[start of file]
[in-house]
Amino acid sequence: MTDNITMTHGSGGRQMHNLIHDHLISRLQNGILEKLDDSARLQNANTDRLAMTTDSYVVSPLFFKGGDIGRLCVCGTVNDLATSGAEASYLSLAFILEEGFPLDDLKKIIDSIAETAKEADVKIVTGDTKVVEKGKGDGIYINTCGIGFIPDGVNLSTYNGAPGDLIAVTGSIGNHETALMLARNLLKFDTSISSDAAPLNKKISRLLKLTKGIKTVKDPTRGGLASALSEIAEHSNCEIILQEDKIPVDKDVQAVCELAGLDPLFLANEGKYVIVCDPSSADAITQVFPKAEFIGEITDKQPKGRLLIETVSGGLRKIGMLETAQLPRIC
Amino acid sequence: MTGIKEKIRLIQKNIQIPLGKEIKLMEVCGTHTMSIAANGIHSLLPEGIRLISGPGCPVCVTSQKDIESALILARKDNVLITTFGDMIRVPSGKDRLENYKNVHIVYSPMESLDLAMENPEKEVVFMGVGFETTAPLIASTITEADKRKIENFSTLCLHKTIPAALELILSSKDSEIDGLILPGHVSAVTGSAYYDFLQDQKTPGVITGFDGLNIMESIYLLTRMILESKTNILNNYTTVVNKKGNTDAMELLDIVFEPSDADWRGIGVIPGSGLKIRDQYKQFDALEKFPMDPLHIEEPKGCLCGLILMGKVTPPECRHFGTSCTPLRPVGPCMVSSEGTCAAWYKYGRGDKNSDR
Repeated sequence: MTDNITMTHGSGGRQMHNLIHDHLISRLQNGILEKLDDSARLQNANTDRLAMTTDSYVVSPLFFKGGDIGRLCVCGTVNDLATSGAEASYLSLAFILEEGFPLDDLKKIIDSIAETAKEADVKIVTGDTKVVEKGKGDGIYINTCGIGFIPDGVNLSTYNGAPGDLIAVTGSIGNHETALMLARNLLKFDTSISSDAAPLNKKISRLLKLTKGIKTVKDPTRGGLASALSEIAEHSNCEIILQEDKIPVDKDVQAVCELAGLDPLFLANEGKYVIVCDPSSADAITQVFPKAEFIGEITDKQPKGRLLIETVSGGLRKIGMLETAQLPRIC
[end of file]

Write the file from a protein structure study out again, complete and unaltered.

[in-house]
Amino acid sequence: MTDNITMTHGSGGRQMHNLIHDHLISRLQNGILEKLDDSARLQNANTDRLAMTTDSYVVSPLFFKGGDIGRLCVCGTVNDLATSGAEASYLSLAFILEEGFPLDDLKKIIDSIAETAKEADVKIVTGDTKVVEKGKGDGIYINTCGIGFIPDGVNLSTYNGAPGDLIAVTGSIGNHETALMLARNLLKFDTSISSDAAPLNKKISRLLKLTKGIKTVKDPTRGGLASALSEIAEHSNCEIILQEDKIPVDKDVQAVCELAGLDPLFLANEGKYVIVCDPSSADAITQVFPKAEFIGEITDKQPKGRLLIETVSGGLRKIGMLETAQLPRIC
Amino acid sequence: MTGIKEKIRLIQKNIQIPLGKEIKLMEVCGTHTMSIAANGIHSLLPEGIRLISGPGCPVCVTSQKDIESALILARKDNVLITTFGDMIRVPSGKDRLENYKNVHIVYSPMESLDLAMENPEKEVVFMGVGFETTAPLIASTITEADKRKIENFSTLCLHKTIPAALELILSSKDSEIDGLILPGHVSAVTGSAYYDFLQDQKTPGVITGFDGLNIMESIYLLTRMILESKTNILNNYTTVVNKKGNTDAMELLDIVFEPSDADWRGIGVIPGSGLKIRDQYKQFDALEKFPMDPLHIEEPKGCLCGLILMGKVTPPECRHFGTSCTPLRPVGPCMVSSEGTCAAWYKYGRGDKNSDR
Repeated sequence: MTDNITMTHGSGGRQMHNLIHDHLISRLQNGILEKLDDSARLQNANTDRLAMTTDSYVVSPLFFKGGDIGRLCVCGTVNDLATSGAEASYLSLAFILEEGFPLDDLKKIIDSIAETAKEADVKIVTGDTKVVEKGKGDGIYINTCGIGFIPDGVNLSTYNGAPGDLIAVTGSIGNHETALMLARNLLKFDTSISSDAAPLNKKISRLLKLTKGIKTVKDPTRGGLASALSEIAEHSNCEIILQEDKIPVDKDVQAVCELAGLDPLFLANEGKYVIVCDPSSADAITQVFPKAEFIGEITDKQPKGRLLIETVSGGLRKIGMLETAQLPRIC